We know that all communication media are not created equal. Graphs and tables are powerful tools for conveying certain types of information among professionals, but will never capture the full complexity of a forest system. A well written narrative or essay can capture the heart and stir the imagination, but our attention spans are becoming ever shorter and we are gathering information in smaller, graphically presented bites. Foresters, along with everyone else, must learn to use the new tools of communication that are now available.
One tool that is finally getting off the ground is virtual reality (VR). This puts panoramic or spherical imagery in three dimensions, so the viewer feels fully immersed in the scene being presented. Game developers presenting computer generated imagery (CGI) are at the forefront, but even the average Jane or Joe can get in the act thanks to our friends at Google. With just a smartphone, a free app (either Android or iOS), and a $15 viewer, anyone can produce and share VR content. This is a rapidly evolving area of development for the company, so the shelf life for the details to follow may be short. Still, the technology has come far enough to warrant some experimentation and it is probably wise to jump on rather than be flattened by this oncoming train.
The most accessible region of Google’s VR ecosystem is known as Cardboard. I became aware of it when a precut piece of cardboard with two plastic lenses inserted showed up in my Sunday New York Times. I followed the directions to fold the cardboard into a stereo viewer and then used my phone to access a website with links to VR content, some CGI and some based on photography or video. The phone was placed in the viewer to explore the VR, complete with sound played through the phone’s speaker. An entertaining novelty to be sure, one could also see the potential for a more substantive use of the medium.
The Google Cardboard app allows users to capture and share their own 3-D panoramas. Basically, the user launches the app, selects Cardboard Camera, and then rotates in place to capture the image. The software on the phone then processes the image and places it in a gallery accessible within the app. After selecting one of the images from the gallery it displays with a small icon of the Cardboard viewer. Touch the icon and the image converts to stereo mode. Place the phone in the viewer and the VR experience awaits. Images are sharable from within the app, but may be handled quite differently depending on the mode and target of delivery. Incorporating an image into a webpage takes some additional processing that will be described below.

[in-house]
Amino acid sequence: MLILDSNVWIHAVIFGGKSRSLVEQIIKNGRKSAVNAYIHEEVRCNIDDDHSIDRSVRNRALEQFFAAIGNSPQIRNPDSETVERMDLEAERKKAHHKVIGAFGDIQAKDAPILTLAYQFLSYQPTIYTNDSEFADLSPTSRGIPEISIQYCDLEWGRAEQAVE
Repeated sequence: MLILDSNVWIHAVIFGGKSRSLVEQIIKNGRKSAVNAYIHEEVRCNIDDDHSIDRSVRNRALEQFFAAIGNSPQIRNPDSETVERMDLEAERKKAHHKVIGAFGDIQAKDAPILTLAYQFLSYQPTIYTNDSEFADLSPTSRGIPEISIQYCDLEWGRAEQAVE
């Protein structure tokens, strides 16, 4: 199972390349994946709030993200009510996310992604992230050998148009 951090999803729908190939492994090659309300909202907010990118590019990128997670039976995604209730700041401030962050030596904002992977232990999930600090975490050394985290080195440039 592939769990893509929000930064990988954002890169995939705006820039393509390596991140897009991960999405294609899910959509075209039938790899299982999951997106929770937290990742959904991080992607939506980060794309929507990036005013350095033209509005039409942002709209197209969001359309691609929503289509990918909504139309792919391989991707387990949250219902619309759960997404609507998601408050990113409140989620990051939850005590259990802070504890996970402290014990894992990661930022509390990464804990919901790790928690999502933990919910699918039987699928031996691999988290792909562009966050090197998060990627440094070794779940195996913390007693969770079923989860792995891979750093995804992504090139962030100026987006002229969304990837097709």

While Cardboard Camera can certainly take vacation photos to a new level, it also seemed like a excellent mechanism to capture and convey the sights and sounds of the forest. It’s easy to imagine students peering into the viewer to learn about the redwoods or the rainforest. But could it also provide a valuable tool for resource professionals? In my own specialty of natural community restoration, I envisioned managers being able to visually compare their sites to reference communities documented in VR. It would not be a substitute for quantitative measures, but a way to convey details about a site that text and numbers cannot.
To test this vision, I took my Samsung Galaxy S7 smartphone to the woods, first holding it by hand at near arm’s length and rotating in place. As might be expected, the finished image, while perfectly readable, had waves where the stitching software could not compensate for my erratic movement. To correct this, I bought an inexpensive ($15) phone mount and placed it on my Promaster XC525 tripod. It worked, but I wondered whether rotating the phone on top of the center point would affect the stereo image. Subsequent trials confirmed that the 3-D effect depends on rotating the phone at some distance from the center point.